Have you experienced any form of internship, and if so, is it something you would recommend? How did you go about getting one? Are there any websites?

Yeah, I had a short remote internship with Digital Shoguns for just under a month. It was fun, but a bit hard since I was looking for full time employment during it. I don’t really have enough experience to recommend it or not. It will completely depend on the company you are working at. If you want to get in the business and have zero options then go for it.

I got it through AnimatedJobs, I think. I saw a listing and sent them an email with my cv, showreel and artstation account. Other places I looked for that sort of work was on GlassDoor and Indeed.

Would you consider going back to education, do you have any plans for the future?

In the future I would like to try out teaching 3D, with an emphasis on modeling/texturing since that is what I currently do. Perhaps I will go come back to DJCAD and try it out if there is an opportunity. I don’t have concrete plans since I feel like it is too hard for me to make concrete plans due to all the variables. I do have a company in mind that I would like to work with in the far future. Between here and there though, I’m just going to work hard and see where it takes me.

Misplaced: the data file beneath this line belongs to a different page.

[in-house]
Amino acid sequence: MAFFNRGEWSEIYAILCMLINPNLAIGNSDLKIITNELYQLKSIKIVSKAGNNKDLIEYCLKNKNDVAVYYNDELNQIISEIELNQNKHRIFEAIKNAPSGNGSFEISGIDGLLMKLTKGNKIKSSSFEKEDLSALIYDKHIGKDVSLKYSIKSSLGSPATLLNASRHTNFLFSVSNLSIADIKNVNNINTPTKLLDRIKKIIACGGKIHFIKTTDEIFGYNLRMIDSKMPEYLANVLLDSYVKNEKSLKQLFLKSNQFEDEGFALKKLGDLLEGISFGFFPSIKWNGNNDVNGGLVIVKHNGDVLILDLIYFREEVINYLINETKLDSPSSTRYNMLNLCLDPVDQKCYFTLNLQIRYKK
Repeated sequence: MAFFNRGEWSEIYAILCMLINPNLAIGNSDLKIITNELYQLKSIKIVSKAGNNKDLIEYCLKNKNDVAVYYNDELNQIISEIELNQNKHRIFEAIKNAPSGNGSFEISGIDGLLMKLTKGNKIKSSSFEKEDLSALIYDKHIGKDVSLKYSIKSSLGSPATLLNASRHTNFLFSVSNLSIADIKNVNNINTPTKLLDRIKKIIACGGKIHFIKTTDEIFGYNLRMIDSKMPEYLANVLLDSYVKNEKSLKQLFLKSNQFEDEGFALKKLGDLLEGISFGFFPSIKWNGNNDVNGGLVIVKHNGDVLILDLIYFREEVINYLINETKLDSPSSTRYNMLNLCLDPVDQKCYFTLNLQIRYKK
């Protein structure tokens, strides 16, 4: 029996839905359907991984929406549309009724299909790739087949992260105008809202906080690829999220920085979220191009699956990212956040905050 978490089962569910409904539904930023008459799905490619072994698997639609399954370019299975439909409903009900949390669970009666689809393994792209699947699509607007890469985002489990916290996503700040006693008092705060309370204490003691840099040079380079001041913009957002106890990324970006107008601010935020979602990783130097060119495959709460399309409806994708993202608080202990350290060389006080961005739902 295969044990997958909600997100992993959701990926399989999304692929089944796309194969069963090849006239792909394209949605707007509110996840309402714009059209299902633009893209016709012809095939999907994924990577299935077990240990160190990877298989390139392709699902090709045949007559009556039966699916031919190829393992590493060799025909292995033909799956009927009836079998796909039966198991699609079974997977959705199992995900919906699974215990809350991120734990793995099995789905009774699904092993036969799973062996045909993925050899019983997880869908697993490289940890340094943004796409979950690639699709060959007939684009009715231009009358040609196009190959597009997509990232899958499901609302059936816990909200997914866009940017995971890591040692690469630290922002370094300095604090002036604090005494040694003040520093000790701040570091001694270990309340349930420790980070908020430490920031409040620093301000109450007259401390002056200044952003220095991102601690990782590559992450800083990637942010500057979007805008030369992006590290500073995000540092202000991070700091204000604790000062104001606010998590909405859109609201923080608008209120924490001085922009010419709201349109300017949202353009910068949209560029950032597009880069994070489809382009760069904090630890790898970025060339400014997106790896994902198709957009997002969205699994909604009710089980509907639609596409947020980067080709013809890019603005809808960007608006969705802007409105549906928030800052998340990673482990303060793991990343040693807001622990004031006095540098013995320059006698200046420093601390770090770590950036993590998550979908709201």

What do you reckon employer’s would want to see in a showreel for a job in 3D?

That’s a tough one, I can only really comment on modeling/texturing since that is what I focus on. Probably the largest thing they want to see is quality. So, having all your best work on the showreel is a necessity. If you have doubts then ask other people…not close friends though since they can be biased and just say all of it is good. Same with family! Remember though, you are not aiming to achieve Blizzard quality work, yes you should aspire to, but for a benchmark you should be looking at junior/entry level artist reels in your chosen profession and aim for better than that.